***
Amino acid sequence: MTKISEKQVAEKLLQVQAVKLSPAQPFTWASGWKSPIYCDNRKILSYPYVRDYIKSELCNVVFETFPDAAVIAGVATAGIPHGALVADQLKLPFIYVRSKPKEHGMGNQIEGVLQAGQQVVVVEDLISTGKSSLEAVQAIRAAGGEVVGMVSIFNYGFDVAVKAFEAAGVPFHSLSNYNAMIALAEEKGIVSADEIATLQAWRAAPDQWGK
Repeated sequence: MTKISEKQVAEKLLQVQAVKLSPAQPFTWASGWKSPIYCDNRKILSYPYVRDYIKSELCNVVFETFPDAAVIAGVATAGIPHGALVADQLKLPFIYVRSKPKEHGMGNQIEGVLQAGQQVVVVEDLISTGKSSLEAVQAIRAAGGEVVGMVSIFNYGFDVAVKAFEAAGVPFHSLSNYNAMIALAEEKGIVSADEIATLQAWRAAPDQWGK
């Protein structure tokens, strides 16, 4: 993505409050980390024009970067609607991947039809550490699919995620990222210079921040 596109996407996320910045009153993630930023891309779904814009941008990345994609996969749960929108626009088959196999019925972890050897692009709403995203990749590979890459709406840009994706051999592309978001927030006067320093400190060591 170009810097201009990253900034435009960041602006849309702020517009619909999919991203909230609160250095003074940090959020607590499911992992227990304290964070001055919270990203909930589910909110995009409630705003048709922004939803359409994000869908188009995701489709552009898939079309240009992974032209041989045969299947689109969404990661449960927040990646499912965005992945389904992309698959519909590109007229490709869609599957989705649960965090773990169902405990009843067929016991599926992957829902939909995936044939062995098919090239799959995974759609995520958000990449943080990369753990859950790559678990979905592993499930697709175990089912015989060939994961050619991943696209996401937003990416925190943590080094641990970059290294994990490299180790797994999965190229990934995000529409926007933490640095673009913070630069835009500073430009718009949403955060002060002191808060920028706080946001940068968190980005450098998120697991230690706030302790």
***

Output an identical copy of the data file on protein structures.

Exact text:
Amino acid sequence: MTKISEKQVAEKLLQVQAVKLSPAQPFTWASGWKSPIYCDNRKILSYPYVRDYIKSELCNVVFETFPDAAVIAGVATAGIPHGALVADQLKLPFIYVRSKPKEHGMGNQIEGVLQAGQQVVVVEDLISTGKSSLEAVQAIRAAGGEVVGMVSIFNYGFDVAVKAFEAAGVPFHSLSNYNAMIALAEEKGIVSADEIATLQAWRAAPDQWGK
Repeated sequence: MTKISEKQVAEKLLQVQAVKLSPAQPFTWASGWKSPIYCDNRKILSYPYVRDYIKSELCNVVFETFPDAAVIAGVATAGIPHGALVADQLKLPFIYVRSKPKEHGMGNQIEGVLQAGQQVVVVEDLISTGKSSLEAVQAIRAAGGEVVGMVSIFNYGFDVAVKAFEAAGVPFHSLSNYNAMIALAEEKGIVSADEIATLQAWRAAPDQWGK
């Protein structure tokens, strides 16, 4: 993505409050980390024009970067609607991947039809550490699919995620990222210079921040 596109996407996320910045009153993630930023891309779904814009941008990345994609996969749960929108626009088959196999019925972890050897692009709403995203990749590979890459709406840009994706051999592309978001927030006067320093400190060591 170009810097201009990253900034435009960041602006849309702020517009619909999919991203909230609160250095003074940090959020607590499911992992227990304290964070001055919270990203909930589910909110995009409630705003048709922004939803359409994000869908188009995701489709552009898939079309240009992974032209041989045969299947689109969404990661449960927040990646499912965005992945389904992309698959519909590109007229490709869609599957989705649960965090773990169902405990009843067929016991599926992957829902939909995936044939062995098919090239799959995974759609995520958000990449943080990369753990859950790559678990979905592993499930697709175990089912015989060939994961050619991943696209996401937003990416925190943590080094641990970059290294994990490299180790797994999965190229990934995000529409926007933490640095673009913070630069835009500073430009718009949403955060002060002191808060920028706080946001940068968190980005450098998120697991230690706030302790």